With face-to-face meetings being avoided due to COVID-19, U of T researcher develops tool to help child welfare workers engage with familiesCategories: Barbara Fallon
When the pandemic hit, the University of Toronto’s Barbara Fallon met with several of her research partners from child welfare agencies for a virtual brainstorming session to come up with a simple, practical way to help front-line workers support vulnerable families and children during the pandemic.
The result? A series of electronic checklists child welfare workers can use during phone calls to gauge how children and families are coping with COVID-19.
The online tool has already been adopted in several provinces and will soon be available in other countries.
“We kind of built the plane while we were in the air, but we were determined to get something useful in the hands of workers as quickly as possible,” says Fallon, a Canada Research Chair in Child Welfare and professor at the University of Toronto’s Factor-Inwentash Faculty of Social Work.
“Child welfare workers typically rely on face-to-face meetings with families to get an immediate sense of their struggles. When they suddenly could no longer visit people at home, they needed a different way to engage.”
The new tool created by Fallon and her partners — including Assistant Professors Tara Black and Bryn King of Social Work, Delphine Collin-Vézina from McGill University and Ashley Vandermorris from The Hospital for Sick Children — uses carefully formulated questions that offer child welfare workers a road map to use during phone conversations with individuals in their care. There are 10 checklists to date, with questions covering key areas of concern ranging from economic hardship and mental health to alcohol and substance abuse and intimate partner violence.
It’s more than an assessment tool. Each checklist item provides instant online access to relevant local resources that have emerged during the pandemic. If families don’t have technology for online schooling, for example, the tool links child welfare workers to a program that provides internet service for low-income Canadians. Fallon and her colleagues regularly gather feedback from agencies that are using the tool and then refine the checklists and resources accordingly.
Over more than 20 years, Fallon has built an evidence-based understanding of the trajectories of children and families in the child welfare system by collecting national and provincial data. She continues to direct large-scale incidence studies of reported child abuse that have informed organizations such as the United Nations and have contributed to improvements in policy and practice by helping child welfare workers and others understand how the experiences of individual children and families fit into those of the population as a whole.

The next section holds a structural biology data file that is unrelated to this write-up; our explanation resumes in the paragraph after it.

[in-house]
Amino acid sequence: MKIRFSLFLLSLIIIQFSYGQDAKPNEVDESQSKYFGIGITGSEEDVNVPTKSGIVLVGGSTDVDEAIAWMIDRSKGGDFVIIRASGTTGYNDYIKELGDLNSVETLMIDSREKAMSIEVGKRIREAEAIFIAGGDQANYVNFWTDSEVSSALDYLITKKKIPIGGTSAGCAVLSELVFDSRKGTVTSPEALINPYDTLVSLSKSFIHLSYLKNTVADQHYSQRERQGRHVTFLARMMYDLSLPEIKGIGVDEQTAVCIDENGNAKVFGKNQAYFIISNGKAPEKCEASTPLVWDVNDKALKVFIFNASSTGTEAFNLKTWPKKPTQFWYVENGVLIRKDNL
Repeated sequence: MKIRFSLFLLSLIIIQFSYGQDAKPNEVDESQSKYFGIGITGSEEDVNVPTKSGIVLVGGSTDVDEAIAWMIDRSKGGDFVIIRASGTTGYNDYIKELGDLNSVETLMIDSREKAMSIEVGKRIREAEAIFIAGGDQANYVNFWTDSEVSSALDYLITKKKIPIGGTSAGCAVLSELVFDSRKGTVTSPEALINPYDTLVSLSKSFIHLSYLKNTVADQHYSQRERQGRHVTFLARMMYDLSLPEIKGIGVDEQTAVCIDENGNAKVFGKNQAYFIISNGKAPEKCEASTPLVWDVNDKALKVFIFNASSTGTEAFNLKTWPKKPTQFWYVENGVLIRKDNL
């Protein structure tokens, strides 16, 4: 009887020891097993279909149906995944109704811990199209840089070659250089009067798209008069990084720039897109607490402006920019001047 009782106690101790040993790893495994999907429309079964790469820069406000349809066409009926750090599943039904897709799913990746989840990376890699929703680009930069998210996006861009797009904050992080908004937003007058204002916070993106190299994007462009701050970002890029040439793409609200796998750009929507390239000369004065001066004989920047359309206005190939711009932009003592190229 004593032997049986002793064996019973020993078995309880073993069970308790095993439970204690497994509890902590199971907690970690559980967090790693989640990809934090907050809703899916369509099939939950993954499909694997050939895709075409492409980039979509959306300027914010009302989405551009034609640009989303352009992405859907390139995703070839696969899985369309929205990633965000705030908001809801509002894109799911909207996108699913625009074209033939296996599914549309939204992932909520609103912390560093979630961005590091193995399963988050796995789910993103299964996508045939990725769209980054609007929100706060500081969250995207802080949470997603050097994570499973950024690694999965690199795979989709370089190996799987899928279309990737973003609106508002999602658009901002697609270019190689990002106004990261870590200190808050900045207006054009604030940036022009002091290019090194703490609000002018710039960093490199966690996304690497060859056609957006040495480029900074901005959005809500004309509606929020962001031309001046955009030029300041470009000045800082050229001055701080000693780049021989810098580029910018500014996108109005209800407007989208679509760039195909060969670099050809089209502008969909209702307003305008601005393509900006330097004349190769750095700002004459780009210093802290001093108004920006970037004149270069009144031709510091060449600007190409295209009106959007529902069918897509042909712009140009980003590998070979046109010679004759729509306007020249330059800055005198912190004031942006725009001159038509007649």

“Professor Fallon’s remarkable body of work exemplifies how research leads to positive outcomes for communities through advancements in policy and care,” says University Professor Ted Sargent, U of T’s vice-president, research and innovation, and strategic initiatives.
“Addressing COVID-19 extends well beyond preventing the spread of the virus and advancements in testing and medical care. Social Work research has a vital role to play in responding to this global pandemic and U of T researchers are leading the way.”
For Fallon, who believes strongly in the importance of data in child welfare, COVID-19 has presented a unique challenge.
“This is unchartered territory in the system,” says Fallon. “We have no exemplar to follow.”
To fill this gap, she and U of T pediatrics professor Steven Miller produced a report via U of T’s Fraser Mustard Institute for Human Development, on potential policy solutions to mitigate the negative impact COVID-19 has on children in care. Miller, who is head of the Centre for Brain & Mental Health at the Hospital for Sick Children, co-leads the Fraser Mustard Institute’s Act Now Policy Bench with Fallon.
“We know that COVID-19 and the regulations to contain it have put children and youth at higher risk of harm from things like neglect, psychological distress and exposure to violence,” Fallon says.
The report – which reached an international audience through a webinar – delivered practical recommendations for ensuring continuity of care in the pandemic, including increased co-ordination across all child welfare sectors.
“It had tremendous uptake because we were one of the first out of the gate and people were desperate for guidance,” Fallon says. “Since then, the research worldwide continues to progress.”
Fallon’s research has also examined the overrepresentation of racialized and Indigenous children in the system – a fact that remains top of mind in her pandemic-related projects. She co-authored a recent paper on potential short- and long-term solutions to the health and socioeconomic inequities that the pandemic has exacerbated in Canadian Indigenous communities.
At a more grassroots level, in response to the evidence produced by the policy bench, she collaborated with Native Child and Family Services of Toronto this summer on a pilot program that brought more than 50 Indigenous families to city parks for safe outdoor activities.
Today, with a possible second wave of COVID-19 approaching, Fallon says the child welfare system is better prepared.
“We’ve experienced a total lockdown and have come out with lots of lessons learned. If we as researchers never lose sight of the immediate needs on the ground, we have an enormous ability to support children and families through this unprecedented time.”
By Megan Easton
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